• The antigungals ketoconazole (Nizoral) or itraconazole (Sporanox)
  • Nefazodone (Serzone)
  • Antibiotics like clarithromycin (Biaxin), erythromycin, or troleandomycin (TAO)
  • The antiHIV drugs ritonavir (Norvir) or nelfinavir (Viracept)


Single, 200-mg doses of almotriptan have not been reported to have caused any significant adverse reactions.


The U.S. Food and Drug Administration approved almotriptan on May 7, 2001. Almotriptan was developed by Almirall Prodesfarma and is marketed in the United States and Canada by Ortho-McNeil under the brand name Axlert. It marketed as Almogran in Belgium, Finland, France, Germany, Italy, Portugal, Spain and the United Kingdom


  • A multicenter trial determined the effectiveness of almotriptan in over 300 patients.[1] In the trial, the participants were instructed to take 12.5 mg within one hour of pain onset. Two hours after onset, 37% of patients given almotriptan had complete pain relief and 72% had some relief. At the same timepoint, 24% and 48% of patients given a placebo had complete pain relief and some pain relief, respectively.
  • A randomized double-blind, placebo-controlled study showed almotriptan to be a safe and effective treatment for acute migrane headache in adolescents. [2]
  • Another study showed almotriptan to be equally effective for menstrually-related and non-menstrually related migranes. [3]
  • The use of triptans, including almotriptan, were studied in pregnancy. The main side effect was an increase in preterm delivery. No teratogenicity was noted. [4]
  • The difference between early treatment of migranes with almotriptan, regardless of pain intensity, and treatment in response to pain intensity was studied. Time to treatment was a better predictor of headache duration and pain intensity was a better predictor of duration of pain relief. [5]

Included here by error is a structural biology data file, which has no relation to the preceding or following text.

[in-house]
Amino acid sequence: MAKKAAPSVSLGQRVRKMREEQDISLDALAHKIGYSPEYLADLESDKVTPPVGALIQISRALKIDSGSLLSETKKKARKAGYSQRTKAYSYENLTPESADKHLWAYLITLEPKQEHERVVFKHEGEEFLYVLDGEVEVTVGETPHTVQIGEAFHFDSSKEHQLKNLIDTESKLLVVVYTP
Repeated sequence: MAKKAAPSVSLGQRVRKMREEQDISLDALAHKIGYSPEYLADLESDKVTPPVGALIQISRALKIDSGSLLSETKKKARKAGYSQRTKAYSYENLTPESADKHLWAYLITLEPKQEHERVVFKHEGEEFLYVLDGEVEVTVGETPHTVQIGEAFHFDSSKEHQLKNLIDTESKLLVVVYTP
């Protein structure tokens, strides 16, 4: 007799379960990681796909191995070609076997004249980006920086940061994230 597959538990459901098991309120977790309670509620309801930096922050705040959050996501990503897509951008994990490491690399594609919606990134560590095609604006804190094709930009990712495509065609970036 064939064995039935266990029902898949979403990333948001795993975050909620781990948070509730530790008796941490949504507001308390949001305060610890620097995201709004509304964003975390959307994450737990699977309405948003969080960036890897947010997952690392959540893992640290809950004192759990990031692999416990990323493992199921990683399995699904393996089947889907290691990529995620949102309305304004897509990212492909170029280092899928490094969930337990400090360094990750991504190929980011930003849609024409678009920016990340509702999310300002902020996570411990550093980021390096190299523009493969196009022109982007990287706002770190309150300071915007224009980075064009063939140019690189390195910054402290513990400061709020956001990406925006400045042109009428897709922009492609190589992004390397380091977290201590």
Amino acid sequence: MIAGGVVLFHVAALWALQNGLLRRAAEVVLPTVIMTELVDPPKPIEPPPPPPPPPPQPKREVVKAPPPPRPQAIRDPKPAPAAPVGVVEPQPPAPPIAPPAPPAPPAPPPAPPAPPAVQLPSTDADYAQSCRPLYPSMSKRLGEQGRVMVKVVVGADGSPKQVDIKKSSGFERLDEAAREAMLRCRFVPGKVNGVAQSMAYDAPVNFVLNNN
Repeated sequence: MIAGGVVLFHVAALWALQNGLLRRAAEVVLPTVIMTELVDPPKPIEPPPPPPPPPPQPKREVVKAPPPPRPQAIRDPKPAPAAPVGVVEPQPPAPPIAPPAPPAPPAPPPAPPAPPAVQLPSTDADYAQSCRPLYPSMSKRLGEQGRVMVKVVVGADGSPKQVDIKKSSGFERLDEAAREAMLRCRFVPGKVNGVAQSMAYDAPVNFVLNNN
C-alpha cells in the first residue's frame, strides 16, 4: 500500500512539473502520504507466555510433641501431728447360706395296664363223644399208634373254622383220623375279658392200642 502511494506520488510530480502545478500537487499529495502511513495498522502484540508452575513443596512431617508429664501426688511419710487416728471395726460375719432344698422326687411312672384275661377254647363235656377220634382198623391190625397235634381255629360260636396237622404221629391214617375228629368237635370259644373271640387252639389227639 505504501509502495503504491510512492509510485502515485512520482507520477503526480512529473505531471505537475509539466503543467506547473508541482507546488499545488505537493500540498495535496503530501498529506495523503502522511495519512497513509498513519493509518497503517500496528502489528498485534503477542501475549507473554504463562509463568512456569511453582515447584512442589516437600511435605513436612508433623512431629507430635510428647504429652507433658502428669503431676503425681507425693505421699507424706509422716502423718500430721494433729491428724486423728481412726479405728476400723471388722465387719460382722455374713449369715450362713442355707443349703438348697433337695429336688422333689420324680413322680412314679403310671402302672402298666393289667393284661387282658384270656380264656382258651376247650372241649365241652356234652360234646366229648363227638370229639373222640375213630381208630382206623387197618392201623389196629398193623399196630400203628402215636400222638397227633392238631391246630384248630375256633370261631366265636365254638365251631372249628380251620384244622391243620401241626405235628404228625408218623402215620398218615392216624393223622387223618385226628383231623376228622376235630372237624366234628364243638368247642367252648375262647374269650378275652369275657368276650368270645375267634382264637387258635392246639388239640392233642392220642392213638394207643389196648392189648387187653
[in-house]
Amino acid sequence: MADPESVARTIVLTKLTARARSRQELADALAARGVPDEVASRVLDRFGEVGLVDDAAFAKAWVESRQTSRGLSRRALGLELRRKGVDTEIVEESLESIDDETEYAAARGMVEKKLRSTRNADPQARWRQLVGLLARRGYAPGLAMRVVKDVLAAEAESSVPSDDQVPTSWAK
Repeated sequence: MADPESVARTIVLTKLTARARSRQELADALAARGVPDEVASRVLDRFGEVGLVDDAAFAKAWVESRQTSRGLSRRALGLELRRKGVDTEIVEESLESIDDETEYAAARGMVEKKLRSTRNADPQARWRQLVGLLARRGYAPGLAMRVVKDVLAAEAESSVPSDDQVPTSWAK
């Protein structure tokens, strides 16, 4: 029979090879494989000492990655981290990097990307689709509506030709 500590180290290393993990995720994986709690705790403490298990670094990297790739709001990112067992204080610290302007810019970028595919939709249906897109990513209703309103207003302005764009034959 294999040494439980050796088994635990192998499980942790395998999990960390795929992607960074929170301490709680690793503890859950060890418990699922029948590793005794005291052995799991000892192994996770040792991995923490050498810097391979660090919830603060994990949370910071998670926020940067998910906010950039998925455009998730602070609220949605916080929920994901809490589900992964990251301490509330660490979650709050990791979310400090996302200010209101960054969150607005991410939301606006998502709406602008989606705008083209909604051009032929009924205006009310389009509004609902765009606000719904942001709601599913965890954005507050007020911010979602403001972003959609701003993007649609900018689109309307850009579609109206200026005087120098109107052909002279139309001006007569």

Clinical Trials

Information about a clinical trial evaluating the use of almotriptan with topiramate (an anticonvulsant medication) to detoxify and treat medication overuse headache is available at almotriptan trials


  1. ↑ Mathew NT, Finlayson G, Smith TR, et al. Early intervention with almotriptan: results of the AEGIS trial (AXERT Early Migraine Intervention Study). Headache. 2007 Feb;47(2):189-98. Abstract
  2. ↑ Linder SL, Mathew NT, Cady RK, Finlayson G, Ishkanian G, Lewis DW. Efficacy and Tolerability of Almotriptan in Adolescents: A Randomized, Double-Blind, Placebo-Controlled Trial. Headache. 2008 May 14. (Epub ahead of print). Abstract
  3. ↑ Diamond ML, Cady RK, Mao L, et al. Characteristics of migraine attacks and responses to almotriptan treatment: a comparison of menstrually related and nonmenstrually related migraines. Headache. 2008 Feb;48(2):248-58. Abstract
  4. ↑ Soldin OP, Dahlin J, O'Mara DM. Triptans in pregnancy. Ther Drug Monit. 2008 Feb;30(1):5-9. Abstract
  5. ↑ Freitag FG, Finlayson G, Rapoport AM, et al. Effect of pain intensity and time to administration on responsiveness to almotriptan: results from AXERT 12.5 mg Time Versus Intensity Migraine Study (AIMS). Headache. 2007 Apr;47(4):519-30. Abstract

External Links

Medline Plus Drug Information: Almotriptan Source: Medpedia content in it's entirety